Texas A&M Football: How Aggies Can Win SEC West in Inaugural Season
The expectations for the Texas A&M football team are modest as the Aggies enter their inaugural season in the Southeastern Conference. Everyone is undefeated during the offseason, and it is time to look at how the Aggies could shock the nation and win the SEC West in 2012.
Obviously the moon and stars would have to align correctly for the Aggies to pull this off. The SEC West features three of the top five teams in the nation in Alabama, Arkansas and LSU. Texas A&M could be a legitimate top-10 team and still wind up as the fourth best team in the West.
The Aggies are not expected to be a top-10 or even top-25 team in 2012. They have some major questions facing their team as they enter the 2012 season. Let's ignore those questions and take a look at what would have to happen for A&M to win the SEC West.
A&M Would Have to Remain Healthy
If the Aggies are to compete in the SEC at a high level in 2012, then it is imperative that the team has limited injuries during the season.
The Ags are dangerously thin on the interior defensive line. If either Jonathan Mathis or Kirby Ennis are lost to injury, it would be catastrophic for the defense. Realistically this will likely not happen because the SEC is such a physical league, as no program goes through the season unscathed.
If the Aggies' starting defensive tackles remain healthy, then it is plausible that they could defend the run well in 2012. As long as the starting defensive tackles and play-making wide receiver Ryan Swope stay healthy, the Ags can be a threat in every game.
The West Teams Have to Beat Up on Eachother
In order for A&M to pull off this improbable run, every other team in the SEC West needs to have at least three losses. You would have to have LSU, Alabama and Arkansas all beat up on each other.
Mississippi State would likely have to beat LSU and Alabama in order for those schools to reach three losses.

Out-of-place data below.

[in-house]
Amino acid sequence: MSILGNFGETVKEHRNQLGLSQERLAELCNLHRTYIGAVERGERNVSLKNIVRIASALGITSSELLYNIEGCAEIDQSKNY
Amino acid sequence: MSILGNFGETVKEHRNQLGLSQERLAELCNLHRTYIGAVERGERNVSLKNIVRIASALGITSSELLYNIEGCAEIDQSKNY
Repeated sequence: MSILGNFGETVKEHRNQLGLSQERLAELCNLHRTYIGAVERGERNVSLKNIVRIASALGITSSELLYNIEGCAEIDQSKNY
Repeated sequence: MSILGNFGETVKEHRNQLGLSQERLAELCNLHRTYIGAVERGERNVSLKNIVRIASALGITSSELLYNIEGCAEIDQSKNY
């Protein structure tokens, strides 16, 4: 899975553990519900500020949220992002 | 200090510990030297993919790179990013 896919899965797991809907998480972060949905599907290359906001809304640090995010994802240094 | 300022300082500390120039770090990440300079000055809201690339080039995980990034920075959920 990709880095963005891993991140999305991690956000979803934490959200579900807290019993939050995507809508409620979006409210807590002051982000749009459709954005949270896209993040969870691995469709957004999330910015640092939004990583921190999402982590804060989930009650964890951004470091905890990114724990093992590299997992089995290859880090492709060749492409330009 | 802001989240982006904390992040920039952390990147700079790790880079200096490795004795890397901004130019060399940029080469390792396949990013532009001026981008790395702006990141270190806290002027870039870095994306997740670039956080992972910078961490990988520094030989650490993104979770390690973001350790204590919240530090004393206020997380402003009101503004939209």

Alabama would have to beat LSU in Baton Rouge.
The Aggies would have to finish with a league record of 6-2.
Aggies Have to Win Two of Three Versus Alabama, LSU and Arkansas
Texas A&M faces Arkansas and LSU at home, but faces Alabama on the road. In order to pull off this unthinkable run, the Aggies need to win two out of those three games.
Bobby Petrino is one of the best play-callers in the nation. Arkansas could struggle without him calling the plays. A&M had Arkansas beat in 2011, but let the Razorbacks off the hook. The Aggies would have to beat Arkansas at Kyle Field.
LSU is the best team in the country on paper. The Tigers almost owned the national title in 2011 without a quarterback. In 2012 with Zach Mettenberger under center, they should have much improved passing game.
The only weakness LSU really has is that it has Les Miles' clock management at the end of games. If Mettenberger has an off game and Miles forgets about the game clock with two minutes left in the game, the Aggies could pull of a monumental upset.
Going into Tuscaloosa and getting a victory is pretty unrealistic at this point. The Crimson Tide offense would have to commit multiple turnovers and the defense would need to miss a lot of tackles. That is simply less likely than Les Miles forgetting how to coach again during the last two minutes of a game.